6 Rules From 6 of the World's Top Investors

Investors don't agree on much, but they do agree that making money in the market comes with a steadfast strategy that is built around a set of rules. Think for a moment about your early days as an investor. If you're like many, you jumped in with very little knowledge of the markets. When you bought, you didn't know what a bid-ask spread was, and you sold either too early if the stock went up or too late if the stock dropped.

If you don't have your own carefully crafted suite of investing rules, now is the time to do it, and the best place to start is to ask the people who have had success in their investing careers. We not only found people who can claim success but who are also some of the most successful investors in history.

Key Takeaways

  • Successful investors all have one thing in common—they have rules.
  • Notable investors like Warren Buffett say to focus on fundamentals and management quality before looking at the price of a stock.
  • Other major investors advise on betting big when you have an edge and to always be forward-thinking.

1. Dennis Gartman: Let Winners Run

Dennis Gartman began publishing The Gartman Letter in 1987. It is a daily commentary of global capital markets that is delivered to hedge funds, brokerage firms, mutual funds, and grain and trading firms around the world each morning. Gartman is also an accomplished trader and a frequent guest on financial networks.

"Be patient with winning trades; be enormously impatient with losing trades. Remember it is quite possible to make large sums trading/investing if we are 'right' only 30% of the time, as long as our losses are small and our profits are large." —Dennis Gartman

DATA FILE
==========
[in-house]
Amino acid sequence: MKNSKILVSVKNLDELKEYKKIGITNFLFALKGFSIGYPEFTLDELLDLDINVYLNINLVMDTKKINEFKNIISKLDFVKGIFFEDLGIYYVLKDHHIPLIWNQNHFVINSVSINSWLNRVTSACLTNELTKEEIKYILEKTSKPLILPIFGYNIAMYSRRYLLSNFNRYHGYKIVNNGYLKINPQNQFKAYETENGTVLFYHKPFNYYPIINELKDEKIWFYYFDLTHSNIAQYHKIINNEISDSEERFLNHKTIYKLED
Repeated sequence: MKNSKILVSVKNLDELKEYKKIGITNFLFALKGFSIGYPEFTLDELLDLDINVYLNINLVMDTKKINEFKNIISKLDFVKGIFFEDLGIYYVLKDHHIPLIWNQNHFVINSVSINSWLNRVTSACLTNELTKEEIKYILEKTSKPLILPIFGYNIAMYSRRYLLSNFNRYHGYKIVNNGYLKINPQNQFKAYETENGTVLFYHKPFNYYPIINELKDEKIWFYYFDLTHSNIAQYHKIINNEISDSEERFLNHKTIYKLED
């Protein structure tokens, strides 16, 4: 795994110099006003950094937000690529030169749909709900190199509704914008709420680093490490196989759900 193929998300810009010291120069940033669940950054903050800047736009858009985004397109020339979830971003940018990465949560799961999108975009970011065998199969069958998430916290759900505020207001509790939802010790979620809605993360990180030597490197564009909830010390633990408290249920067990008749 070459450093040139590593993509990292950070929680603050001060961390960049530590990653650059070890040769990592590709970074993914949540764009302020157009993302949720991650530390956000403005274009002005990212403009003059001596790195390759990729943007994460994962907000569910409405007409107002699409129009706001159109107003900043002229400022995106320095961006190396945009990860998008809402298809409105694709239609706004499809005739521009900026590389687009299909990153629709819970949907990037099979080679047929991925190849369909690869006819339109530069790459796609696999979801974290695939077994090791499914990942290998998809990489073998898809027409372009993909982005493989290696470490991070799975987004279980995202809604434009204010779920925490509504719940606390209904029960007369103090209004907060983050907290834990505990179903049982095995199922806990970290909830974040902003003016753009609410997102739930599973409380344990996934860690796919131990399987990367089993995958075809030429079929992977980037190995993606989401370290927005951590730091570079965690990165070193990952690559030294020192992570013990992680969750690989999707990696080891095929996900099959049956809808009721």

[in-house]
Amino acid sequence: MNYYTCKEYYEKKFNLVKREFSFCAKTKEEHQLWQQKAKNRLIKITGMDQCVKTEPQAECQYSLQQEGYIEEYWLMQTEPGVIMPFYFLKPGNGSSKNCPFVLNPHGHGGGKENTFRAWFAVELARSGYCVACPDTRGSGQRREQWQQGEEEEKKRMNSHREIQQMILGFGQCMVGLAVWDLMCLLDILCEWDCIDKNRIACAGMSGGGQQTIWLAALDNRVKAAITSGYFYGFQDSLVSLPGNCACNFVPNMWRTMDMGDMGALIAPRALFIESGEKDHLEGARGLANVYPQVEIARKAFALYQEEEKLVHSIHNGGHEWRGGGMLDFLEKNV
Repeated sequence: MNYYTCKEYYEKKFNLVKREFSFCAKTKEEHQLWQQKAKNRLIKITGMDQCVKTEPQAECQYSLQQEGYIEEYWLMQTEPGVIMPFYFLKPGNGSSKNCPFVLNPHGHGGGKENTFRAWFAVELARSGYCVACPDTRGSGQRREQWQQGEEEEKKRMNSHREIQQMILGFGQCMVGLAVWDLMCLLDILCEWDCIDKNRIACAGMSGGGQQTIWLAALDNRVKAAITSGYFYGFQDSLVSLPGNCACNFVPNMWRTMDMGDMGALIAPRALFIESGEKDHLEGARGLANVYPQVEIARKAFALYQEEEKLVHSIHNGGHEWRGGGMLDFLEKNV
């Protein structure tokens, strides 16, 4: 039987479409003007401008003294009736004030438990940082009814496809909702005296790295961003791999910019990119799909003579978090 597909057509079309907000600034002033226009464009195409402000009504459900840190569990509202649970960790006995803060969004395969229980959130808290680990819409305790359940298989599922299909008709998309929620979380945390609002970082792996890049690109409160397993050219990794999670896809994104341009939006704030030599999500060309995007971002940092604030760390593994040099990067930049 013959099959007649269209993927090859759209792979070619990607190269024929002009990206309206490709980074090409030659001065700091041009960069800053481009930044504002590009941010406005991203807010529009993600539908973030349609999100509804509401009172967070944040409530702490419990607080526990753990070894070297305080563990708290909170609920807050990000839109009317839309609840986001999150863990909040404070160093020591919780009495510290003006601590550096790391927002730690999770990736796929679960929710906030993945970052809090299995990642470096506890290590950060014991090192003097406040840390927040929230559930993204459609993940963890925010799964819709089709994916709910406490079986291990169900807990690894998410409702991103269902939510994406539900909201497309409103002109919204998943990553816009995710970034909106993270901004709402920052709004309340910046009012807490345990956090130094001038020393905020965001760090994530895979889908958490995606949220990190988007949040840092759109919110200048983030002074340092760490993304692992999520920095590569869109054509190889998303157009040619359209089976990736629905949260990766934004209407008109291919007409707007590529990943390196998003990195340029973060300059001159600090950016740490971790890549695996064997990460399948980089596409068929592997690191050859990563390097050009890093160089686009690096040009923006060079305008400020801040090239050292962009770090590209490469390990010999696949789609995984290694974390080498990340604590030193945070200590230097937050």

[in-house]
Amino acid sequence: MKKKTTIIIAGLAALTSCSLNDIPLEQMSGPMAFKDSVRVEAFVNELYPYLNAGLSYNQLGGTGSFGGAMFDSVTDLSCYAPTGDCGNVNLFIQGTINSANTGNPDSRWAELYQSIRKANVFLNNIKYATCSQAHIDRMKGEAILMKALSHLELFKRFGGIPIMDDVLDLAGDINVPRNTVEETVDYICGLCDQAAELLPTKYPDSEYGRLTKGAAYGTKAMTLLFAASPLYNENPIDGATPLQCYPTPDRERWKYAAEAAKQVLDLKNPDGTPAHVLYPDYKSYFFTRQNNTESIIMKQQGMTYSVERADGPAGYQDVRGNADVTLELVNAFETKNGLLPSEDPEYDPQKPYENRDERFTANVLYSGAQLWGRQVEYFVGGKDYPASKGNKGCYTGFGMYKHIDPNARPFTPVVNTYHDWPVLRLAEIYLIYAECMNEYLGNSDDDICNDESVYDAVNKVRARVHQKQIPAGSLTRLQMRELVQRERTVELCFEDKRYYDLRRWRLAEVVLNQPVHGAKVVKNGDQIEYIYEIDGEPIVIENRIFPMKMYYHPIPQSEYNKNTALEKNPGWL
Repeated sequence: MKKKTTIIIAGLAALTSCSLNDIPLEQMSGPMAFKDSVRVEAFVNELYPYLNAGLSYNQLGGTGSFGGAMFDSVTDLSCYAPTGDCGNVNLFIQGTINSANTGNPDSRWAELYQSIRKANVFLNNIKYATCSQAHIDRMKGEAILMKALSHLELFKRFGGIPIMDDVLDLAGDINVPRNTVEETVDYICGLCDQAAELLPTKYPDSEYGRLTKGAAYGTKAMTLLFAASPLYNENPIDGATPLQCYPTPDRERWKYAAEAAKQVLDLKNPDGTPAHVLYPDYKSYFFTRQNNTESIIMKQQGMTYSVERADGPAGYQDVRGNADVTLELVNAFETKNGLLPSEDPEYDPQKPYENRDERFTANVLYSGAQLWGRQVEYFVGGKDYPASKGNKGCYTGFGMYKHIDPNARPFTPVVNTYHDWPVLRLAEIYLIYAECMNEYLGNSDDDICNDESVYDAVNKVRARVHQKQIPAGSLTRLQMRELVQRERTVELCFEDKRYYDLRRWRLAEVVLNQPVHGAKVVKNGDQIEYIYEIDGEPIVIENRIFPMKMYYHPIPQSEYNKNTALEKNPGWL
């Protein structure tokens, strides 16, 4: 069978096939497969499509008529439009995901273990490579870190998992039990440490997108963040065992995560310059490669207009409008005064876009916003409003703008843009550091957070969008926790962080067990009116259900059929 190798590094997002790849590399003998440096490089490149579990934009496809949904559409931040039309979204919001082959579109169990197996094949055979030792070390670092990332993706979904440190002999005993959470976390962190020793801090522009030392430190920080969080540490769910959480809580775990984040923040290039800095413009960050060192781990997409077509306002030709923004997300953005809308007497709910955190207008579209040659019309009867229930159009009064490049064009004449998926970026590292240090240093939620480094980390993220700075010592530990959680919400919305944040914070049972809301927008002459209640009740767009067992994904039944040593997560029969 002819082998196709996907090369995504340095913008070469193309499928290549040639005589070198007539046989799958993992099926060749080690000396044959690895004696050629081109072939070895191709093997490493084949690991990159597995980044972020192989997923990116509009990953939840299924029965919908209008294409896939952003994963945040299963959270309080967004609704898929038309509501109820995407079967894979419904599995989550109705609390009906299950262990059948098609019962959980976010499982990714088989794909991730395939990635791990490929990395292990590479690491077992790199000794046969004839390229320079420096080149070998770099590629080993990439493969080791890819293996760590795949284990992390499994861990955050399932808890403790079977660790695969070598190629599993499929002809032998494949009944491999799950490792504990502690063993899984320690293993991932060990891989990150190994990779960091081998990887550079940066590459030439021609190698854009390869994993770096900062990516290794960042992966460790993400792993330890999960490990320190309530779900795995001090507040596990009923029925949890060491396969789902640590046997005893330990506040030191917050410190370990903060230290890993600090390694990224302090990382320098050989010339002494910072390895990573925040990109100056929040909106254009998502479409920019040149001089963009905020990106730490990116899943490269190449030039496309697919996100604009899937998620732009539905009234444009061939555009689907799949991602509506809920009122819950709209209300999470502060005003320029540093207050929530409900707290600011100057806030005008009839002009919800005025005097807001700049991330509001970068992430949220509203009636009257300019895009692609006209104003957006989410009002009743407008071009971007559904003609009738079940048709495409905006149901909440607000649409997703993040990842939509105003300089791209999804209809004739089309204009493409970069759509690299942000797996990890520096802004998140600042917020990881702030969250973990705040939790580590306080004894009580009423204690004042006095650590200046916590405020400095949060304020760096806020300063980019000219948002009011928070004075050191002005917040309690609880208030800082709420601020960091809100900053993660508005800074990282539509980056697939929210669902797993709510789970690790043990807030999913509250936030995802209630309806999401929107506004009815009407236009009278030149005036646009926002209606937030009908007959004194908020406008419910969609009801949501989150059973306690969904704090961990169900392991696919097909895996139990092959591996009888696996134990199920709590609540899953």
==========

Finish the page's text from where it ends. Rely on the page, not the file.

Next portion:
His rule above addresses a number of mistakes young investors make. First, don't sell at the first sign of profits; let winning trades run. Second, don't let a losing trade getaway. Investors who make money in the markets are okay with losing a little bit of money on a trade, but they're not okay with losing a lot of money.

As Gartman points out, you don't have to be right a majority of the time. What is more important is to let a winning trade run and get out of a losing trade quickly. If you follow this rule, the money you make on the winning trades will far outpace the losing trades.

2. Warren Buffett: Do the Research

Warren Buffett is widely considered to be the most successful investor in history. Not only is he one of the richest men in the world, but he also has had the financial ear of numerous presidents and world leaders. When Buffett talks, world markets move based on his words.

"It's far better to buy a wonderful company at a fair price than a fair company at a wonderful price." —Warren Buffett

Buffett is also known as being a prolific teacher. His annual letter to investors in his company, Berkshire Hathaway, is used in college finance classes in the largest and most prestigious universities.

Buffett gives two key pieces of advice when evaluating a company: First, look at the quality of the company, then at the price. Looking at the quality of a company requires that you read financial statements, listen to conference calls, and vet management. Then, only after you have confidence in the quality of the company, should the price be evaluated.